Whistle glistened, deep blue, sparklingly fresh, and inspiring in its beauty. At a canopied overlook, Kath just stood for a while, quiet and thoughtful. Too soon I interrupted and asked if she was okay.
“I’m just soaking up the peacefulness of this place,” she replied. Her centered approach slowed my pace and heightened my awareness of all that was around us.
The trail began climbing away from the lake through the hills. More layers came off. “At this rate I might be naked before we get to Heart Lake,” I joked, but then the sun went behind a cloud, removing that danger. The woods were quiet. Few animals stirred on this mid-autumn Sunday afternoon. Few people did, either. The trails were surprisingly empty. Maybe the Seahawks were playing.
As we dropped down towards Heart Lake, a handful of bikers were peddling up the steep trail. A gutsy workout.
The trail empties out onto Heart Lake Road near the parking lot. We crossed, took a potty break, shared some water, and enjoyed a small snack. Murphy did all this too, except for the shared water part. He has his own. We followed the eastern shore of Heart Lake, crossed the outlet, then continued north to find the trails that lead to Little Cranberry.
Some housing developments come close to the trail in places here, or is it that the trail comes close to several houses? It’s a narrow corridor leading to Havekost Road, then a quick scamper across the road to another trail corridor between a gravel pit and more houses. Sunshine lingered and our destination beckoned, as did the promise of pizza for dinner, leading us onward.
After climbing a couple short ridges, we were at Mitten Pond. The sun was lower, shadows were lengthening. We skirted the quiet shallows of the pond, walked north to the west shore of Big Beaver, then clambered up and down a ridge to the bridge over Little Cranberry’s inlet. Murphy was now lagging, looking up to us as if to say, “What’s the hurry? Let’s rest.” Soon we would.
The evening sunlight burnished Little Cranberry’s eastern shoreline to gold. In the deepening shadows on the western side, we followed the roller-coaster trail around trees, up and down rocks and over slippery slopes.
We dragged into the parking lot, our feet tired, our hunger piqued, and our joy full.
Then again, "The destination is not the point," the sous chef had said. Hiking, as is life, are all about the journey.
“The only thing that is ultimately real about your journey is the step that you are taking at this moment. That's all there ever is.” – Alan Watts
Directions: You can start and finish anywhere you wish in the ACFL. We chose to start at the Whistle Lake parking area. To get here, go south from the roundabout on Commercial Avenue in Anacortes. Take a left at the 't' onto Fidalgo Avenue, left again on Hillcrest, and then right onto Whistle Lake Road. Follow the signs carefully at the end of the road, as the route turns left down a hill, twists right, then right again and up a dirt road to the parking area. Or make a different plan. The journey is the thing.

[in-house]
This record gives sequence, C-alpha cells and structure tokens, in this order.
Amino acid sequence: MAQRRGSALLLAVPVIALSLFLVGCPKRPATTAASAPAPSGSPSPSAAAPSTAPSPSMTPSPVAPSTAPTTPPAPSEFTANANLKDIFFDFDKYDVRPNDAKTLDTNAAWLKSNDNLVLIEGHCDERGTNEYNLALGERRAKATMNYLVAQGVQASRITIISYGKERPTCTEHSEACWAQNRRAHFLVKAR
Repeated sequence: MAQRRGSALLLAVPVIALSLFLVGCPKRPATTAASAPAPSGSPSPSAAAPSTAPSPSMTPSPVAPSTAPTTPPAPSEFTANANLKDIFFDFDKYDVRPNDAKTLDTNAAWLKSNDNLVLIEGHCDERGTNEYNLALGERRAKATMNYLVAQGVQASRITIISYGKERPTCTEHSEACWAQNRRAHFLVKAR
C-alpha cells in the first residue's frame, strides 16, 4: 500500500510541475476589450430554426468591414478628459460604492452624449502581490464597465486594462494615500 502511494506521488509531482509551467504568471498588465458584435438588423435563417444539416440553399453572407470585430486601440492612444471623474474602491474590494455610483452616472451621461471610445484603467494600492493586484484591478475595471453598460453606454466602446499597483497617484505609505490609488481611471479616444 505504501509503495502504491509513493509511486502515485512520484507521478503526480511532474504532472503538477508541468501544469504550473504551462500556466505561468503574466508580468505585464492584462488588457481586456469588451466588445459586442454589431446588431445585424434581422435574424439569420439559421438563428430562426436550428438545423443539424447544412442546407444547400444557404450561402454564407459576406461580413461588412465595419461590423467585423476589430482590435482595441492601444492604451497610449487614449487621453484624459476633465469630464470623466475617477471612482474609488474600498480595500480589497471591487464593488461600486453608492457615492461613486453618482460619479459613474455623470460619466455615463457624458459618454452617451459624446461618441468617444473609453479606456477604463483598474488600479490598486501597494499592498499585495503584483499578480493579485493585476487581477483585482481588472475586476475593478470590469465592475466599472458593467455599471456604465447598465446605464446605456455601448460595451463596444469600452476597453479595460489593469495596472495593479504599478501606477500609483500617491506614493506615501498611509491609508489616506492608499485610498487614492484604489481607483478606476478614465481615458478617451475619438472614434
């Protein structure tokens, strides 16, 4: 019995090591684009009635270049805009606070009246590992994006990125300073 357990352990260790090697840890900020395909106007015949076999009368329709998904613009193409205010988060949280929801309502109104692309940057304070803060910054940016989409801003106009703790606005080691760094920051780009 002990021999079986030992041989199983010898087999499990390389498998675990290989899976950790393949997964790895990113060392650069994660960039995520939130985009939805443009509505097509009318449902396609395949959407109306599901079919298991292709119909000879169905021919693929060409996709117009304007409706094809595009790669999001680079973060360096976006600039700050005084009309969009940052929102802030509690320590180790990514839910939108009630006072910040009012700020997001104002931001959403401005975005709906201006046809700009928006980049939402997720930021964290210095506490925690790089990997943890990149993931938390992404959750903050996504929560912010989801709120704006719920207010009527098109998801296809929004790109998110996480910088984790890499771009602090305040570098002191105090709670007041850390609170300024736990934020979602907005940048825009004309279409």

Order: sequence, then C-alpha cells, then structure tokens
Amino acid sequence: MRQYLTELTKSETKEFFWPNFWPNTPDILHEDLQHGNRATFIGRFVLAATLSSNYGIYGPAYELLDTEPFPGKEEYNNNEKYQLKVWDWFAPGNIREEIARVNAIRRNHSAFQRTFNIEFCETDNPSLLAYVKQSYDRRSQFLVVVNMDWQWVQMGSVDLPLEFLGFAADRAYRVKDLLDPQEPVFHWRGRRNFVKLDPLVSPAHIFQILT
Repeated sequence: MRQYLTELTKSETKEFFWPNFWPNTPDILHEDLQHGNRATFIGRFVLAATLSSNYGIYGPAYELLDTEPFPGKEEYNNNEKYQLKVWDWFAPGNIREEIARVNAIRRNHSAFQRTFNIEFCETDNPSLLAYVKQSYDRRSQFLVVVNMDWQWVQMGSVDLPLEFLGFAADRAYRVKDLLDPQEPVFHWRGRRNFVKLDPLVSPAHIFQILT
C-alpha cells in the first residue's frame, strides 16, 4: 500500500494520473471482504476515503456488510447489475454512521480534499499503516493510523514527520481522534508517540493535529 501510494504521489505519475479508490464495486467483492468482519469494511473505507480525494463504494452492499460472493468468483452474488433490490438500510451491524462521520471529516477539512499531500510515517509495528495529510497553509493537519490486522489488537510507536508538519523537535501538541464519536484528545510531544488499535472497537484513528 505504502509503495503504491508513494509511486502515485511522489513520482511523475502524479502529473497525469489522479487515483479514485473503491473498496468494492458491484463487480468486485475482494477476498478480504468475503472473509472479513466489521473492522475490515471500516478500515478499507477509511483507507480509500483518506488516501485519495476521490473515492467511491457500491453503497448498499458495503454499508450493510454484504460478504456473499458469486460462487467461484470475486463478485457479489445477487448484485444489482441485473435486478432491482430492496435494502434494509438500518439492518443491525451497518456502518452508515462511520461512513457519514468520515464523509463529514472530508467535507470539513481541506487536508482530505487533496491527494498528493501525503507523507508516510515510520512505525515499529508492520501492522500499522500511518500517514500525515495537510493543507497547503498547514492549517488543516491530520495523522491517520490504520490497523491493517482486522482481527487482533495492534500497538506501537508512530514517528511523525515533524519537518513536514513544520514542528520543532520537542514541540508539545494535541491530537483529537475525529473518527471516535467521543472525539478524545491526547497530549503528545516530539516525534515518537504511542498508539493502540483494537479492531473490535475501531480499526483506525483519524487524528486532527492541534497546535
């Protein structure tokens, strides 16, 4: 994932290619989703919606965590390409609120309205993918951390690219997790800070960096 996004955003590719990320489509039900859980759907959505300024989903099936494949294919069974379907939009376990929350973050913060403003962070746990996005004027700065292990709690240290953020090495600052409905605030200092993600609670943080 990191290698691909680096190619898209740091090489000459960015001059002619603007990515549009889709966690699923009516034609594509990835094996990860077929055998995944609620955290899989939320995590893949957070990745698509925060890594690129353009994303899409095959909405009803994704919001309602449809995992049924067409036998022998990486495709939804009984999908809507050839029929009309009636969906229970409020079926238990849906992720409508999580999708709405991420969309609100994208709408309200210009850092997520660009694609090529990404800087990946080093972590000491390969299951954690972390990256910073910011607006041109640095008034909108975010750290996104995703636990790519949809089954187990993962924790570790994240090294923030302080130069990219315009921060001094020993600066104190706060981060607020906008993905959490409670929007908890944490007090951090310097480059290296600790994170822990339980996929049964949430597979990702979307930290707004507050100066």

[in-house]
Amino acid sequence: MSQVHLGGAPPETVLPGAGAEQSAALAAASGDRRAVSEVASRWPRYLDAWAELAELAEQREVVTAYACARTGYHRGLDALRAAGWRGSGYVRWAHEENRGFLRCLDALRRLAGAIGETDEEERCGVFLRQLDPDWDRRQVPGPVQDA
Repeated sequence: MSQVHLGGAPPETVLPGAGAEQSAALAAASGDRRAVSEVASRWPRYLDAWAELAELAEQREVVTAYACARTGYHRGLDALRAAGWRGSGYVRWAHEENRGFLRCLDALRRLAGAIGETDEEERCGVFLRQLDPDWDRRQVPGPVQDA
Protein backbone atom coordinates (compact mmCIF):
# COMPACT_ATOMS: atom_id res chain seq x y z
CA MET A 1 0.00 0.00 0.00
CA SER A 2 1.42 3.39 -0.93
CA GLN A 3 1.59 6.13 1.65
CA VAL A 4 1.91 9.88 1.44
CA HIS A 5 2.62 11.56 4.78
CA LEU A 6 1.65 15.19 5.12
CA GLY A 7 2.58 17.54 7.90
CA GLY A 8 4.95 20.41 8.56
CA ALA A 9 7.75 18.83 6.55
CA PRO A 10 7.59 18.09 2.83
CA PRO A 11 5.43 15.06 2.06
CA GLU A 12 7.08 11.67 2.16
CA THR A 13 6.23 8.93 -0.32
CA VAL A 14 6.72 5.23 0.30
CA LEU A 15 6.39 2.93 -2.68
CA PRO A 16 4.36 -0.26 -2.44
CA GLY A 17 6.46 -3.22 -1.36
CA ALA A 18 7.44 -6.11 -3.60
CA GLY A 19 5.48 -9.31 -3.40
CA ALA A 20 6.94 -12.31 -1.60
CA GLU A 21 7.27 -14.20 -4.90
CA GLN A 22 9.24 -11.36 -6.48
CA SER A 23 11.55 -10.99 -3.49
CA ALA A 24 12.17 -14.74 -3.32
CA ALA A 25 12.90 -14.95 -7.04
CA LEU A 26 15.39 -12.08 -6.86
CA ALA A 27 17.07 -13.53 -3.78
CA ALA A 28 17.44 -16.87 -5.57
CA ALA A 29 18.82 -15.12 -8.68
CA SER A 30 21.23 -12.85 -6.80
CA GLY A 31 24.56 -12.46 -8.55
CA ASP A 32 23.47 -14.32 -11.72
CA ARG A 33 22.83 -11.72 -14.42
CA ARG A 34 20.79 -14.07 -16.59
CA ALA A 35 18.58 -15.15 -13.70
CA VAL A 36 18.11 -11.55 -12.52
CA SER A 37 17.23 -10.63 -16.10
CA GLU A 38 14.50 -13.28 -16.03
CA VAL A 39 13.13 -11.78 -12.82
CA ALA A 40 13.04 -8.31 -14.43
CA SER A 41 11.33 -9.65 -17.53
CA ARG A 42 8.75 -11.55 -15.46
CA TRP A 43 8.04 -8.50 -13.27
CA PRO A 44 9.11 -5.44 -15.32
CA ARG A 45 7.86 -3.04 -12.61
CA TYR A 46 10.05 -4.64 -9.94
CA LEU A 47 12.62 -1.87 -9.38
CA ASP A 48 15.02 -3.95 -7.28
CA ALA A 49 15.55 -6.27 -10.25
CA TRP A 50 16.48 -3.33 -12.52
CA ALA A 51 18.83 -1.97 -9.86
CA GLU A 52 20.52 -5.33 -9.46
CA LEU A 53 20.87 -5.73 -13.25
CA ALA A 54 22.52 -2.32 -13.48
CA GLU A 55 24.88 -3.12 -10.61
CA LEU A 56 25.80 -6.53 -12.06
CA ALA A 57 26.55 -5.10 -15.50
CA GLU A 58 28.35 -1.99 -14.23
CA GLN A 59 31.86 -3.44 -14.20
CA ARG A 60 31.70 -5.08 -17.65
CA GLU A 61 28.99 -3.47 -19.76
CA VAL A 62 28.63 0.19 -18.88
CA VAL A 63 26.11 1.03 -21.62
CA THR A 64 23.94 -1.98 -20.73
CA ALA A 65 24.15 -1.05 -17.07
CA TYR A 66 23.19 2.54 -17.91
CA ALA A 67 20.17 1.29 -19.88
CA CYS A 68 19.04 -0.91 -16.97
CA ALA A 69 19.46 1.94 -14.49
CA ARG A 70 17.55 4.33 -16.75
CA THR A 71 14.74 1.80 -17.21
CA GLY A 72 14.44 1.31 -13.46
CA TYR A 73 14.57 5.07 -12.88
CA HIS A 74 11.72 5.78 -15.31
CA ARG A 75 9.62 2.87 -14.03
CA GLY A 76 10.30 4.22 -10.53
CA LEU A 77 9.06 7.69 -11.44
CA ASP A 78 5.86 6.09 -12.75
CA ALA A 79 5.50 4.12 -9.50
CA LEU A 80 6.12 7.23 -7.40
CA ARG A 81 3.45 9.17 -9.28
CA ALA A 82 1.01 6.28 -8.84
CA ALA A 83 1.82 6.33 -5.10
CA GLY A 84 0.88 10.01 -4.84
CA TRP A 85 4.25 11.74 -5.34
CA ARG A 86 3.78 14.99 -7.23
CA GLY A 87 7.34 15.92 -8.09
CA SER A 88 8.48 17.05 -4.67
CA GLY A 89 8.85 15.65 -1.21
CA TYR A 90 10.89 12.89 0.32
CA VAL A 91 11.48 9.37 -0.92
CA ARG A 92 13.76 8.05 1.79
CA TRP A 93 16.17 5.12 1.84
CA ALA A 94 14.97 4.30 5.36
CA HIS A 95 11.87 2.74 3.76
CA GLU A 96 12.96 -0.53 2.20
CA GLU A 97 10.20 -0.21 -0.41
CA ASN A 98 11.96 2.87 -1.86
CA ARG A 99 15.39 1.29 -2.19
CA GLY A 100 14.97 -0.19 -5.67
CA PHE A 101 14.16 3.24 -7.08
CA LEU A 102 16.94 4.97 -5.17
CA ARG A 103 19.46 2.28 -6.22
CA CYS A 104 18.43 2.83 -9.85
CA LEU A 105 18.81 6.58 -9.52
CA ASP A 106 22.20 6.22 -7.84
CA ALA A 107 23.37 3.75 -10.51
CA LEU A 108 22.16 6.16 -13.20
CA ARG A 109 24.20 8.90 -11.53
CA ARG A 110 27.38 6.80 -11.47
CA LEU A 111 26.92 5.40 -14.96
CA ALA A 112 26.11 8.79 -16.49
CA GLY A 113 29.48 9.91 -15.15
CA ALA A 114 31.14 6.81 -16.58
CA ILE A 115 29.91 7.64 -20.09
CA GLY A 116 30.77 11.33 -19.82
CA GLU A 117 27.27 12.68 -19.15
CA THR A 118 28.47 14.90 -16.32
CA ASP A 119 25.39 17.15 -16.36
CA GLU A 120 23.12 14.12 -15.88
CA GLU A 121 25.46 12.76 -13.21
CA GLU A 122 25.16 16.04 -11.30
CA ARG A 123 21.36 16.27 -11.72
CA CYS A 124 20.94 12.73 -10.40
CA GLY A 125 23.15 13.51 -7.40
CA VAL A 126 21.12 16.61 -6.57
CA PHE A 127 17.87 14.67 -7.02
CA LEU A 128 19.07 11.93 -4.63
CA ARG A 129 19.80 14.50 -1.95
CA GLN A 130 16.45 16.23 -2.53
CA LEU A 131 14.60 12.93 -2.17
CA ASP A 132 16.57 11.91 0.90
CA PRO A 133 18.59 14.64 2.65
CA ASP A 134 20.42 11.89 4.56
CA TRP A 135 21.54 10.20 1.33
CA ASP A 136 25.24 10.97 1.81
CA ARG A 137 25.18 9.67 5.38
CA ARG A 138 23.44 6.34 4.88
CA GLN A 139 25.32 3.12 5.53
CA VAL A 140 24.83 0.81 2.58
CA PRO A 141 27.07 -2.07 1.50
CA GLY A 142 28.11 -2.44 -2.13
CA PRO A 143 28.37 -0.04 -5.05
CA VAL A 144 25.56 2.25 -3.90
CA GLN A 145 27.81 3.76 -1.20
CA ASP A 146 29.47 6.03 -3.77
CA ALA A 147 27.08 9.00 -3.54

By bus: The nearest bus service is to Commercial Avenue in Anacortes, about three miles from Whistle Lake.
By bike: It's a good ride from Anacortes to Whistle, as described above, with lots of hills, twists and turns on mostly quiet roads once you go south from the roundabout.
Mobility: There are some wide dirt roads in the ACFL with some elevation changes but mostly firmly packed dirt. Some are not so easy.
I stepped into the Madrona Supply store in Clinton, delivered my box of books to the owner, and heard the buzz. A whale? A big splash? A breach? But where was it? What kind? Was it alone? Which way did it go? I felt like a detective questioning the eye witnesses just after a crime. One pointed toward Everett. Another said it went south. No one seemed to know much, but they all agreed it was a whale and it was here just a moment ago.
Looking out from the ferry dock, even with binoculars, I saw no sign. If it was breaching, and not an Orca, it could be a Humpback, something I’d never seen in Puget Sound before. I had other errands to run, but they could wait. I drove to the Possession Sound Preserve. If it was going south, perhaps I’d see it there.
Hurrying down the trail I passed a volunteer on her knees weeding under the split rail fence. Her project which she took on single-handed, had progressed steadily, leaving baby ferns and beauty bark in her wake. I offered her a quick compliment and continued on hopeful of catching a glimpse of the mysterious marine mammal.
It was the best day to be outside in a week of wind and rain. Perhaps the best hour. The skies were clearing and the water calm. I took the trail down to the beach and scanned with binoculars, north to south. Mount Baker, the Everett skyline, the ferry docked in Mukilteo, the lighthouse, a small boat with a rower and a fisherman, some gulls calling and cormorants perched on near shore pilings drying their wings. The fishermen didn’t seem alarmed by anything larger than the bait they repeatedly threw out and reeled in. It appeared that no whales had come this way, at least not recently.
I took a deep breath and relaxed. I heard the tiny voices of small birds in a bluff full of blackberry brambles behind me. A frenzied flutter of finches shifted from one shrub to the next like hands on a keyboard, moving up an octave to play the same tune. I turned back toward the water. The ferry left the Mukilteo dock and plowed toward Clinton. With snowy Mount Baker behind, it seemed very near.
Climbing over the driftwood barrier I stepped to the beach beyond. The tide was going out leaving a sandy walkway between the wood and the water. A blue and white backwash of broken mussel shells caught my eye. The contrasting colors and textures of twisted grey driftwood and shiny blue shells on a soft shore of sand made me stop and appreciate the small things. Wandering down the beach I came upon a flock of mergansers swimming out from shore. I turned so as not to disturb them and headed back the way I’d come. Bunches of pale purple wild flowers still bloomed near the bluff.